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What are the borders of Europe?

In this article, we look at borders not as merely physical, but also mental and ideational, boundaries.
Europe by night
© University of Groningen
Before we examine European culture as constructed by the EU, let’s think about borders.
In this course, we examine the roots and borders of the idea of Europe. Basically, we try to answer the question: ‘how have we come to think about Europe the way we do?’ We ask about the idea of Europe, and its border: what is it, and where does it stop? Such limits are not only physical, but also mental and cultural constructions.
Even demarcating Europe as a continent isn’t as easy as it may seem. You may have learnt that Europe is the space between the Arctic Ocean in the north, the Atlantic Ocean in the west, the Mediterranean Sea in the south and the Ural mountains in the east. According to such a geographical definition, Cyprus is part of Asia – yet it is an EU member-state. In a similar vein, many European countries have overseas territories that are not part of Europe. And at the same time, some geographical imaginaries of Europe include parts of Kazakhstan.
The French philosopher Etienne Balibar has a different idea of what he calls Europe’s ‘borderlands’.
To territorialise Europe as such – that is, to assign a certain territory to ‘Europe’ – is a political act. It includes the western, most populated parts of Russia, but excludes most of Turkey; it includes the west of Kazahkstan, but often excludes the Caucasus countries. Sometimes, these visualisations ignore the Spanish cities of Ceuta and Melilla, which lie just across the Strait of Gibraltar, surrounded by Morocco. If they’re not ‘Europe’ geographically, are they culturally or mentally? And, extending that question, are there elements that are geographically European, but not culturally or mentally?
For this reason, we shouldn’t think of borders as only geographical. Ideas and culture have borders, too. Etienne Balibar has drawn attention to this in many of his works. He argues that increased security, whether at an airport or in the Mediterranean Sea, to prevent immigrants from coming to Europe also forms a border: it is where the idea of Europe as a fortress becomes apparent. It is where people say: you do not belong with us.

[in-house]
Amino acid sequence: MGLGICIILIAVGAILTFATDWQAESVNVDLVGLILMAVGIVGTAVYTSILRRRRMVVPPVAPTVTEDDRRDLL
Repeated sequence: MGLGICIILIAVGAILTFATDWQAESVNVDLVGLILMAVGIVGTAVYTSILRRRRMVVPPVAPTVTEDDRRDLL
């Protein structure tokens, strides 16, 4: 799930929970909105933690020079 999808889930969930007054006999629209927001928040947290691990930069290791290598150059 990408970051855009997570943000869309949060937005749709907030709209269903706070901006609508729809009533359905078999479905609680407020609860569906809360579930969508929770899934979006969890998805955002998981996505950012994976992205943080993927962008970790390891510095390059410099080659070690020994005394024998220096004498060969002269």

Borders denote closure and exclusion. Balibar argues that – however fixed we imagine borders to be – they, in fact, never are. Paradoxically, it might just be that where there are no physical borders, it is more difficult to overcome cultural ones. It is common to hear far-right politicians referring to Europe as a white and Christian continent, even though our daily experience is likely to contradict that idea.
When we looked back at this course’s trailer, we noticed all people who feature in it are white. This ran contrary to our intention, which was to not repeat those practices we are critical of in this course. Despite those efforts, our trailer does represent Europe as a white space. Thus, we reinstill a cultural or ethnic border.
In a 2004 lecture in Nijmegen, Balibar proposes that ‘borderlands’ instead denote open spaces where opposites flow into one another. Borderlands do not create contradictions, but rather acknowledges that two opposites can both be present in the same situation. You might think here about Istria: throughout the ages, this Croatian region been influenced by Germanic, Italian and Ottoman culture, creating a true cultural borderland. Thus, we can see that Balibar’s idea of borderlands has important political implications – some of which we’ll come to discuss later in this course.
Balibar writes in a difficult style. If you want to know more and find you are up for a challenge, you can download Balibar’s full lecture here. The first full paragraph on page 23 gives a good overview of his text and his argument. If you’re interested in more of his work on borders, we recommend his book We, the People of Europe?.
© University of Groningen
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European Culture and Politics

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